Film Review: Mere Brother Ki Dulhan

Directed by: Ali Abbas Zafar

Starring: Imran Khan, Katrina Kaif, Ali Zafar

WARNING: Contains spoilers so if you don’t wish to know what happens, please revisit my review after seeing the film. Thanks!

Images courtesy of: http://www.glamsham.com

http://www.glamsham.com

How do you follow a film like Bodyguard at the box office? How do you follow a film like Band Baaja Baaraat (the previous offering from Yashraj Films)?  These are just a few of the challenges faced by Mere Brother Ki Dulhan (MBKD)  immediately upon release and not easy ones to surmount either. When expectations are running high,  disappointment tends to lurk in the shadows, ready to jump out with a display of jazz hands as the end credits roll. But MBKD also has quite a few things going for it – a decent soundtrack, a very marketable Katrina Kaif riding on the wave of being part of a superhit and a constant buzz that this film will survive on its own merits. Of course, there was only one way to find out if the film did “rock”, so it was to the Saturday morning show I went, ready to give MBKD a chance to impress.

And I was mighty surprised by what I saw. The plot is given away in the title – Kush (Khan) falls in love with his brother’s (Zafar) bride Dimple (Kaif) so this was never going to be about telling a new story but all about the treatment of one of the most oft repeated subjects in commercial Hindi cinema. MBKD knowingly borrows different elements from films like Mere Yaar Ki Shaadi Hai, Dilwale Dulhaniya Le Jayenge and a few others,  and blends them in with just the right amount of tribute to old school films and songs  to create MBKD– the twist here is they almost get the formula right. There is something very watchable about MBKD with the plot moving at a brisk pace, some funny dialogue and a grounded base which stops the film veering too far into any territory that would upset the balance. In fact, as one would expect from a Yashraj production, every element is carefully customised and polished so that it fits neatly into place.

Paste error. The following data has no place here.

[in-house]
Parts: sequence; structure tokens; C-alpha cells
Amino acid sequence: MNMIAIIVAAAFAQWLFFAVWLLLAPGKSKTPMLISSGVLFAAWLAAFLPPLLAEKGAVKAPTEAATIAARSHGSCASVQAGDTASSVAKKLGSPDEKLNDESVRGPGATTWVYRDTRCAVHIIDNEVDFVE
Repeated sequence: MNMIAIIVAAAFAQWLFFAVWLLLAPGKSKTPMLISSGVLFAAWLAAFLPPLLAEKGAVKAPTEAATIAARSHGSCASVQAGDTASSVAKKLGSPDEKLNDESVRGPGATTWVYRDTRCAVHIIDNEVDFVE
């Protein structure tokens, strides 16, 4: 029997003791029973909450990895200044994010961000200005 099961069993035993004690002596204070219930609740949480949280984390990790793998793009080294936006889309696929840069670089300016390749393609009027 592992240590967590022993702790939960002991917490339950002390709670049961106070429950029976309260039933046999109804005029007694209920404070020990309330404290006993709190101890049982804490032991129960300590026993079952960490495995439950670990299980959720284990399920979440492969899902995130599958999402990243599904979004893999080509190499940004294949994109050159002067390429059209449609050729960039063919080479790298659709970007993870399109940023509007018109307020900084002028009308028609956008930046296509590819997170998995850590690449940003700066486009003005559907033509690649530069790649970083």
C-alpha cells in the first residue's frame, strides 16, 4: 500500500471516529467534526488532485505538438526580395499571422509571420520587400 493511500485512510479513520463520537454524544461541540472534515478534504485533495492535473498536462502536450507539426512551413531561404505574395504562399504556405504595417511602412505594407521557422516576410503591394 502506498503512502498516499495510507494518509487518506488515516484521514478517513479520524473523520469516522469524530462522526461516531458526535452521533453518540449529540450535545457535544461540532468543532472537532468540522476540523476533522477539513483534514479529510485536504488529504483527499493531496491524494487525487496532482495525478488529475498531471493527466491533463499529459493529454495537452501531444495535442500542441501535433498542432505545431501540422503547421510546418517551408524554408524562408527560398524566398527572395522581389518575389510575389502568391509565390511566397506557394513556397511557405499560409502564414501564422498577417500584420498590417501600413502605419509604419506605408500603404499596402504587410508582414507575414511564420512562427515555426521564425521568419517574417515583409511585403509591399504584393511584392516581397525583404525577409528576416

Because the film is technically superb (note the gorgeous cinematography, smooth edits and lighting which all tend to innovate rather than imitate), the script hinges on its cast to bring talent and star power to propel the film forward, build momentum and make it three dimensional. And this is where it gets interesting – I will honestly admit that I didn’t think Khan or Kaif would be able to pull it off (whilst I am being honest here, I should add I still haven’t seen Tere Bin Laden so not sure what to make of Zafar) and at times, it seems I was vindicated – some scenes were a little flat or irritating. But then at other times, there was a tangible chemistry and a particularly strong show from Kaif which caught me off guard and made the film click. And whilst the gamble MBKD takes doesn’t always pay off, when it does, we do have a fun film on hand.

http://www.glamsham.com

Styling wise, like Bodyguard, I had eyes only for our heroine who smashes it in a rock inspired look (albeit a little too commercial clean-cut rock look) with some funky boots, vests and coloured jeans combinations. However, just like Bodyguard, it was desi wear that really caught my eye – I loved it when Katrina teamed paisley harem pants with a hoodie with silk elbow patches as well as the patiala salwar with a white suit. For the guys, the sherwanis were super awesome (sending me a subliminal message that a trip to the sherwani store is long overdue!)